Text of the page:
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Teach your children well
Their Father's hell did slowly go by
And feed them on your dreams
The one they picked
The one you know by
Don't you ever ask them why
If they told you, you would cry
So just look at them and sigh
And know they love you
—Graham Nash, Déjà vu, 1970
One day about a week into my tenure as a staff neurointerventionalist I called my mentor, Joe Horton, during a moment of shear emotional exhaustion. I told him I had just participated in the most difficult diagnostic angiogram I had ever experienced. Joe was surprised and somewhat chagrined by my admission. He thought he had trained me during my fellowship to deal with any obstacle that human anatomy and physiology could throw at me. So he asked me to be more specific about the technical aspects of the procedure which had given me so much trouble. I then told him the source of my anxiety was not from any technical barriers which I had personally faced but from the dyspeptic feeling of observing my fellow while he was performing his first cerebral angiogram.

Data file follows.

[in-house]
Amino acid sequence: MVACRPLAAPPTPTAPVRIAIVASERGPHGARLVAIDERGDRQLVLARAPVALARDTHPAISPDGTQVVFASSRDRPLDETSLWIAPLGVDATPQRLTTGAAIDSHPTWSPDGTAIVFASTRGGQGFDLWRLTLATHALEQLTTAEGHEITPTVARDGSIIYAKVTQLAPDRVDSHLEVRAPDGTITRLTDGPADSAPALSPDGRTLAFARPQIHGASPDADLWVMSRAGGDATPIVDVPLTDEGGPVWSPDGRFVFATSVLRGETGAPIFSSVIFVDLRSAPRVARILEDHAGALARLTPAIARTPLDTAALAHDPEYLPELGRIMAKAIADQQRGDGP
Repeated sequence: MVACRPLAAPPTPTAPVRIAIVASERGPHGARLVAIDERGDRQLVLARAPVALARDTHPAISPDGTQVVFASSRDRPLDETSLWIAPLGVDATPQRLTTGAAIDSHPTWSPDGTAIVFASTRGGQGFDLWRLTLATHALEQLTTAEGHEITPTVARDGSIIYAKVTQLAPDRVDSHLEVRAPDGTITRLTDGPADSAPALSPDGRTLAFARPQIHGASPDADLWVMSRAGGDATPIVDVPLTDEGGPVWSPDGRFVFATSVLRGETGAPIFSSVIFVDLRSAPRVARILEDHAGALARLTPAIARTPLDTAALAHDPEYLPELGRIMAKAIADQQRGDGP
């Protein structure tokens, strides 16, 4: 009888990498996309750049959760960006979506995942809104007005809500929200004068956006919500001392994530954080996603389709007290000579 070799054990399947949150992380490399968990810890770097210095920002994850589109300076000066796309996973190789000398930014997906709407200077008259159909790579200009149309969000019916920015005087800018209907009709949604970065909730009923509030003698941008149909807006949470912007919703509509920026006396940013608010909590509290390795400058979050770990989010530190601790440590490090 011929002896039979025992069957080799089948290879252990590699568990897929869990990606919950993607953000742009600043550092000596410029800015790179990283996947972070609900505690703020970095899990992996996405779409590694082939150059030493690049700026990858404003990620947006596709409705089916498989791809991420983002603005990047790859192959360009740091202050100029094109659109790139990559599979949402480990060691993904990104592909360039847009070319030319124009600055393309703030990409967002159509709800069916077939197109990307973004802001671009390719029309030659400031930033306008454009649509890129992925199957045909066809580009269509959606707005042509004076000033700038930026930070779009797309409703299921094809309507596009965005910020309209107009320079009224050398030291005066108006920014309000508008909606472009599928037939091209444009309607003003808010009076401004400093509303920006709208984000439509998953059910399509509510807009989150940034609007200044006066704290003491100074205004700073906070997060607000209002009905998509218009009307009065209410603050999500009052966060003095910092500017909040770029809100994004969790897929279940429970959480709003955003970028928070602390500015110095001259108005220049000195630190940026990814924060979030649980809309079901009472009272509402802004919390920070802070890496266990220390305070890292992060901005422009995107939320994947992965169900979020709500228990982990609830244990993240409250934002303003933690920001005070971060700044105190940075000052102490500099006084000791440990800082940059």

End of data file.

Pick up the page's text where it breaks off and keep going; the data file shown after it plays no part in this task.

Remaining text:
There are few tasks as difficult but ultimately as rewarding as …
Competing interests None.
Provenance and peer review Not commissioned; not externally peer reviewed.